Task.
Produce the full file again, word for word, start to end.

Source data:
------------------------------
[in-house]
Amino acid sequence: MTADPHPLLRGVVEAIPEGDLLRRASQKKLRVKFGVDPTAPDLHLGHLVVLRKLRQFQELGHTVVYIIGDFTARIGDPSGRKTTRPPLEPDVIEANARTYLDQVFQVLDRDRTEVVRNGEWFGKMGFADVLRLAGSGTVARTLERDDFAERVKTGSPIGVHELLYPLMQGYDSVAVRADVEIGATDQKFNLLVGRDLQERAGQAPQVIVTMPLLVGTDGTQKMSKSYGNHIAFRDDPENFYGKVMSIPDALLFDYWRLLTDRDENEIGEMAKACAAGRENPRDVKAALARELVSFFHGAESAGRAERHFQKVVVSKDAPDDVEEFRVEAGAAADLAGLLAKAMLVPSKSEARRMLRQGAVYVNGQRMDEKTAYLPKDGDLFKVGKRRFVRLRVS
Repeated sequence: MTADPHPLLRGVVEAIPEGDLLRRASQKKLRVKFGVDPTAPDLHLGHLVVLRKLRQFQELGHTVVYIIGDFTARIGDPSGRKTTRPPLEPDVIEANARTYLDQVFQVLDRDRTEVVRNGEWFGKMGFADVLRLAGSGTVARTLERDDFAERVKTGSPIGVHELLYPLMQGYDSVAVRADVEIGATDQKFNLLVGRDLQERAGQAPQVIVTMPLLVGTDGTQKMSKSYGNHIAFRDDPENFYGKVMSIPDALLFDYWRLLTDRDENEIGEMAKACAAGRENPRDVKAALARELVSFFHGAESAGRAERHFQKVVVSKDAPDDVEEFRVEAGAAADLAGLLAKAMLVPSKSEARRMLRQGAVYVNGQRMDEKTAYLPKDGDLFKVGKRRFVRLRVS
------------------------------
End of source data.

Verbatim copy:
[in-house]
Amino acid sequence: MTADPHPLLRGVVEAIPEGDLLRRASQKKLRVKFGVDPTAPDLHLGHLVVLRKLRQFQELGHTVVYIIGDFTARIGDPSGRKTTRPPLEPDVIEANARTYLDQVFQVLDRDRTEVVRNGEWFGKMGFADVLRLAGSGTVARTLERDDFAERVKTGSPIGVHELLYPLMQGYDSVAVRADVEIGATDQKFNLLVGRDLQERAGQAPQVIVTMPLLVGTDGTQKMSKSYGNHIAFRDDPENFYGKVMSIPDALLFDYWRLLTDRDENEIGEMAKACAAGRENPRDVKAALARELVSFFHGAESAGRAERHFQKVVVSKDAPDDVEEFRVEAGAAADLAGLLAKAMLVPSKSEARRMLRQGAVYVNGQRMDEKTAYLPKDGDLFKVGKRRFVRLRVS
Repeated sequence: MTADPHPLLRGVVEAIPEGDLLRRASQKKLRVKFGVDPTAPDLHLGHLVVLRKLRQFQELGHTVVYIIGDFTARIGDPSGRKTTRPPLEPDVIEANARTYLDQVFQVLDRDRTEVVRNGEWFGKMGFADVLRLAGSGTVARTLERDDFAERVKTGSPIGVHELLYPLMQGYDSVAVRADVEIGATDQKFNLLVGRDLQERAGQAPQVIVTMPLLVGTDGTQKMSKSYGNHIAFRDDPENFYGKVMSIPDALLFDYWRLLTDRDENEIGEMAKACAAGRENPRDVKAALARELVSFFHGAESAGRAERHFQKVVVSKDAPDDVEEFRVEAGAAADLAGLLAKAMLVPSKSEARRMLRQGAVYVNGQRMDEKTAYLPKDGDLFKVGKRRFVRLRVS